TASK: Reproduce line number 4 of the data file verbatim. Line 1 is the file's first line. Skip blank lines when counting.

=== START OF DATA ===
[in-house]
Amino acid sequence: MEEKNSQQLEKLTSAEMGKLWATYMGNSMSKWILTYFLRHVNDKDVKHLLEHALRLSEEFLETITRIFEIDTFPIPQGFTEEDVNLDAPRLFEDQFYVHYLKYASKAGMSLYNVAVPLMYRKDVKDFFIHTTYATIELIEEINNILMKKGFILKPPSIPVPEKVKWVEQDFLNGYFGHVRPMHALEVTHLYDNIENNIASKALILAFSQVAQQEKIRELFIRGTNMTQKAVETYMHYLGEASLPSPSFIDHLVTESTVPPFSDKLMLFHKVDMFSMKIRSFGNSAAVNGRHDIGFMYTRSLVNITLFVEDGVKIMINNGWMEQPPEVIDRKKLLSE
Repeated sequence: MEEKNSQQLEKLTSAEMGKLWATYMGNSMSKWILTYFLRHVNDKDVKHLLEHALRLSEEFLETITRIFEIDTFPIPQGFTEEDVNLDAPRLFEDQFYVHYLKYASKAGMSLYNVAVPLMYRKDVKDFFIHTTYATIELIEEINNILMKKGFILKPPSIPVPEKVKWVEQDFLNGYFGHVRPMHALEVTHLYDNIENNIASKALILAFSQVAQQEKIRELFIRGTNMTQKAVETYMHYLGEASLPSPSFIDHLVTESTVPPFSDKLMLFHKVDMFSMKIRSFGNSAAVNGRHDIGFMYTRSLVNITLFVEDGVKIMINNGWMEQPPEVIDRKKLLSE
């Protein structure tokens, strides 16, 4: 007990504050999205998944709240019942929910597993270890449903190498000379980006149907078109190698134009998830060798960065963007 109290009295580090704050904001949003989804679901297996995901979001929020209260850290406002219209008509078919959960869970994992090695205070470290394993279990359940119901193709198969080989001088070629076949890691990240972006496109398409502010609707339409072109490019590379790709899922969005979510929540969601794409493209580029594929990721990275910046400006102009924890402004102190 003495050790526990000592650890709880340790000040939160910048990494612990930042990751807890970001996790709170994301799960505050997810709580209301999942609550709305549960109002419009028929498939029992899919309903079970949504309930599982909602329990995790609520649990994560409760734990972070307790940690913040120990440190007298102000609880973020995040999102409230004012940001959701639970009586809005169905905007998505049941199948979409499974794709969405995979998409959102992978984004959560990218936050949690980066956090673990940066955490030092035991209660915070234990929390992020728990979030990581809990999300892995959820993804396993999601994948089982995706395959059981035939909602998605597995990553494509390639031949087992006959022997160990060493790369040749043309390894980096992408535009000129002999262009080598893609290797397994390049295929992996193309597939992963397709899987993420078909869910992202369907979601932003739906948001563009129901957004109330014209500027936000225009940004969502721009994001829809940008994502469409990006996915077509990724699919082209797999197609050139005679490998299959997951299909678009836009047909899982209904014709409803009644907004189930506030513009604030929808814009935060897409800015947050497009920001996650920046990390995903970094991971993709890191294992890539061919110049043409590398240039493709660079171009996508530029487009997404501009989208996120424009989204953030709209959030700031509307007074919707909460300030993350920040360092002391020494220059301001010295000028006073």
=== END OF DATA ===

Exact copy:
């Protein structure tokens, strides 16, 4: 007990504050999205998944709240019942929910597993270890449903190498000379980006149907078109190698134009998830060798960065963007 109290009295580090704050904001949003989804679901297996995901979001929020209260850290406002219209008509078919959960869970994992090695205070470290394993279990359940119901193709198969080989001088070629076949890691990240972006496109398409502010609707339409072109490019590379790709899922969005979510929540969601794409493209580029594929990721990275910046400006102009924890402004102190 003495050790526990000592650890709880340790000040939160910048990494612990930042990751807890970001996790709170994301799960505050997810709580209301999942609550709305549960109002419009028929498939029992899919309903079970949504309930599982909602329990995790609520649990994560409760734990972070307790940690913040120990440190007298102000609880973020995040999102409230004012940001959701639970009586809005169905905007998505049941199948979409499974794709969405995979998409959102992978984004959560990218936050949690980066956090673990940066955490030092035991209660915070234990929390992020728990979030990581809990999300892995959820993804396993999601994948089982995706395959059981035939909602998605597995990553494509390639031949087992006959022997160990060493790369040749043309390894980096992408535009000129002999262009080598893609290797397994390049295929992996193309597939992963397709899987993420078909869910992202369907979601932003739906948001563009129901957004109330014209500027936000225009940004969502721009994001829809940008994502469409990006996915077509990724699919082209797999197609050139005679490998299959997951299909678009836009047909899982209904014709409803009644907004189930506030513009604030929808814009935060897409800015947050497009920001996650920046990390995903970094991971993709890191294992890539061919110049043409590398240039493709660079171009996508530029487009997404501009989208996120424009989204953030709209959030700031509307007074919707909460300030993350920040360092002391020494220059301001010295000028006073």